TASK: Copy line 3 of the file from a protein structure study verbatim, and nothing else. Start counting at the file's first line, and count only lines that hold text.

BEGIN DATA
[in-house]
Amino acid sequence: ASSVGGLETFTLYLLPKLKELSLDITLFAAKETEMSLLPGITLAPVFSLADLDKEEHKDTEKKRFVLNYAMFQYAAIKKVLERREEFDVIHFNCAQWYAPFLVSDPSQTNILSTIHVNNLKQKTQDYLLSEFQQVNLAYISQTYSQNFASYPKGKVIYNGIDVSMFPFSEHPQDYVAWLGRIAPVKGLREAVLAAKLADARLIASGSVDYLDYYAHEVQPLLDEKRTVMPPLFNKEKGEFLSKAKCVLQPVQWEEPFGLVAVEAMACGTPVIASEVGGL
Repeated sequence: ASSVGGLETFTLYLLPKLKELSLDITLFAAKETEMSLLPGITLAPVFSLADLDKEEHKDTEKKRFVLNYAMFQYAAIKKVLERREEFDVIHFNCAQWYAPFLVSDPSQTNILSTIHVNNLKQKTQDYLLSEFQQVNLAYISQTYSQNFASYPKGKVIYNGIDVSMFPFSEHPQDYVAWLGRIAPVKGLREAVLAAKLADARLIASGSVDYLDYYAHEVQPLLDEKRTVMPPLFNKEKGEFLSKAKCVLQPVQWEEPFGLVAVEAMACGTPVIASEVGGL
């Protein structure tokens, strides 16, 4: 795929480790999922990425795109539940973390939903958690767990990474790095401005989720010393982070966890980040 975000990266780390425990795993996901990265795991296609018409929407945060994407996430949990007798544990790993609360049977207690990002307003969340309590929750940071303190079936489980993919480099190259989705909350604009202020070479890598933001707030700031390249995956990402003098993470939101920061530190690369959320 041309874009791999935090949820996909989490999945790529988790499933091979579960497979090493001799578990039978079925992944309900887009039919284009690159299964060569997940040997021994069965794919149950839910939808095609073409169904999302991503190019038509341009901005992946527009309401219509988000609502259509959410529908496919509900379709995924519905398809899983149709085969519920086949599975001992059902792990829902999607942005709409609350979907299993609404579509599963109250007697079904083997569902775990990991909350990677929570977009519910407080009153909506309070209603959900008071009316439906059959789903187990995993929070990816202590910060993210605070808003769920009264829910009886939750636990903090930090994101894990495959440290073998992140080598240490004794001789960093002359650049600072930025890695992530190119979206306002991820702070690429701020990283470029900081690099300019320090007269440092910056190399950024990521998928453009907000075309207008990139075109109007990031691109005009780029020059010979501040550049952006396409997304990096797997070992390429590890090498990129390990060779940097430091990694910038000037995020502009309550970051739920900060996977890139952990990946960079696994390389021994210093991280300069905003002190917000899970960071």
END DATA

Repeated sequence: ASSVGGLETFTLYLLPKLKELSLDITLFAAKETEMSLLPGITLAPVFSLADLDKEEHKDTEKKRFVLNYAMFQYAAIKKVLERREEFDVIHFNCAQWYAPFLVSDPSQTNILSTIHVNNLKQKTQDYLLSEFQQVNLAYISQTYSQNFASYPKGKVIYNGIDVSMFPFSEHPQDYVAWLGRIAPVKGLREAVLAAKLADARLIASGSVDYLDYYAHEVQPLLDEKRTVMPPLFNKEKGEFLSKAKCVLQPVQWEEPFGLVAVEAMACGTPVIASEVGGL